Addictive Disorders in Medical Populations

Addictive Disorders in Medical Populations

Addictive Disorders in Medical Populations

Addictive Disorders in Medical Populations

Synopsis

This book has a much wider focus than traditional books written about drug and alcohol addictions. This unique book is written by medical specialists who diagnose, treat and research addictive disorders in their specialities. Thus, it meets the needs of the typical medical practitioner who wants to learn about and treat patients with addictive disorders in their practices. Because alcohol and drug problems are so prevalent and affect medical conditions profoundly, the medical specialist will improve their knowledge and skill to diagnose and treat addictive disorders in their specialties.

Drug and alcohol addictions occur commonly in medical populations; 25-50% of patients seen by primary care physicians have alcohol and drug disorders, with even higher prevalence in certain medical specialty populations. Drug use (including illicit drug use and actual or perceived misuse of prescribed medications), alcohol use, and what has been called unhealthy drinking are even more common in trauma centers and our society. Currently, there are no authoritative addiction texts that focus on the identification, intervention and management of either "addictive disorders in medical populations" or "medical complications in addiction populations".

Neurobiological progress in the field of addiction has been amazing and evidence-based treatments have developed at a phenomenal pace, with bench to office applications for tobacco, alcohol and drugs. Pharmacological and psychosocial treatments are described here in detail and in practical terms. The medical and mental complications of addiction are explained comprehensively throughout the text. Clinical considerations are the predominant theme, with the standards of clinical practice grounded in the most current research. The chapters include practical presentations of both clinical and research materials, with instruments for screening and assessment and treatment.

It will be useful for all those seeking information to help a patient or family with a tobacco, alcohol or drug problem. We hope this book can give answers and direction to the identification and management of addictions and their medical complications in patient populations.

Excerpt

The role of physician in the prevention and treatment of addictive disorders is growing in importance and magnitude. The public and managed care organizations are increasingly looking to physicians for leadership and advocacy for patients who have drug and alcohol addictions. The political climate and enormous need combine to make the role of physicians essential to prevention and treatment strategies for addictive disorders. Efforts by physicians in the past have been slow and obstructionist, partly because of moral views and lack of training in addiction problems and disorders. Physicians who were not prepared to confront patients about their addictions and nonphysicians who could treat, but not communicate with the physicians, competed for the overall care of the patients. Frequently, patients had to bridge the gap at the expensive cost of delay in prevention and diagnosis of problematic use of alcohol and drugs.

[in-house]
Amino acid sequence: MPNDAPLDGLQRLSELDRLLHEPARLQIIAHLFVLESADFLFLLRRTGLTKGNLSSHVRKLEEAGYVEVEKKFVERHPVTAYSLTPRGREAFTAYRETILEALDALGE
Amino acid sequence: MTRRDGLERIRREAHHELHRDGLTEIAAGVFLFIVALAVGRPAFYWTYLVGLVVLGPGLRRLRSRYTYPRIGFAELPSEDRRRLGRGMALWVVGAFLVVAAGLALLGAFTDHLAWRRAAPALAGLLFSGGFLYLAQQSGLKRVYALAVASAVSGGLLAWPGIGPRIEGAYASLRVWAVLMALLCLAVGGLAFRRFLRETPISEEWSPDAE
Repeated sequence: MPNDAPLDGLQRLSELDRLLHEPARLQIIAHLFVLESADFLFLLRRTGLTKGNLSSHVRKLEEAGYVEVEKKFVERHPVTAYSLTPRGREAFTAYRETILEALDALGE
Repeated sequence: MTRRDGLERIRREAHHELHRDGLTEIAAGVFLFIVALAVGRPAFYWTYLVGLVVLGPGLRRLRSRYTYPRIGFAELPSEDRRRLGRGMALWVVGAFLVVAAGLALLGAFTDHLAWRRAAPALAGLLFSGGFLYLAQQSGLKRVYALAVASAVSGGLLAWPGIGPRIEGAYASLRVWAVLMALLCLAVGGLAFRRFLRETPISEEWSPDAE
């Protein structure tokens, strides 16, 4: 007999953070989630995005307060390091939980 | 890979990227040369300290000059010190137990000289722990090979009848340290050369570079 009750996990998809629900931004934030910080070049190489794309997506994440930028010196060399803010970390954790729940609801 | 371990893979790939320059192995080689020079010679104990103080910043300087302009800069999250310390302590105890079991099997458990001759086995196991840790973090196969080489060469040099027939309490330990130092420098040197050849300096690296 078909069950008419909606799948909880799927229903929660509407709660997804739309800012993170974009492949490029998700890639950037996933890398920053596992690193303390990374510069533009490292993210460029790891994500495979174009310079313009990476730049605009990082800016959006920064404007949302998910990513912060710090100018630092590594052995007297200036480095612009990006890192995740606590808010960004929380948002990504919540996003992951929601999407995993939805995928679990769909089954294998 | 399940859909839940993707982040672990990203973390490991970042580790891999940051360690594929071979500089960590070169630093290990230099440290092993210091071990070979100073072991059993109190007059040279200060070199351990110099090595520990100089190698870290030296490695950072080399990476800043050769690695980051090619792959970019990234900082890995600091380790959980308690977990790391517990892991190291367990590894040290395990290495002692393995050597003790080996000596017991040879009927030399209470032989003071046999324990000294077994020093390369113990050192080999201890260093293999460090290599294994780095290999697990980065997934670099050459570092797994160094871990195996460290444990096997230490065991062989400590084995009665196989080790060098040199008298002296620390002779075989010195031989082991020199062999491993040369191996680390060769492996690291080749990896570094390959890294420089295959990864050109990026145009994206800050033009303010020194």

Heretofore, physicians played a supporting role, or no role at all, in fostering and developing effective prevention and treatment methods for addictive disorders. The attitude of “see no evil, hear no evil, do no evil” no longer allows physicians to ignore common alcohol and drug problems in their patients. Increasingly, generalists are called upon to screen, detect, prevent, and treat alcohol and drug disorders in their populations.

The challenge to medical schools and resident training programs to provide education and clinical experience in addiction has never been greater or more pressing. In the past, despite the presence and affects of alcohol and drug-related disorders, medical schools and residency programs failed to competently teach screening, diagnosis and treatment of such disorders to students. Increasingly, medical students and residents became aware of the need and demonstrated interest in becoming knowledgeable and skilled in the prevention and treatment of alcohol and drug addiction. Both residency directors and curriculum deans affirmatively endorsed that assessment of deficiencies in training and . . .

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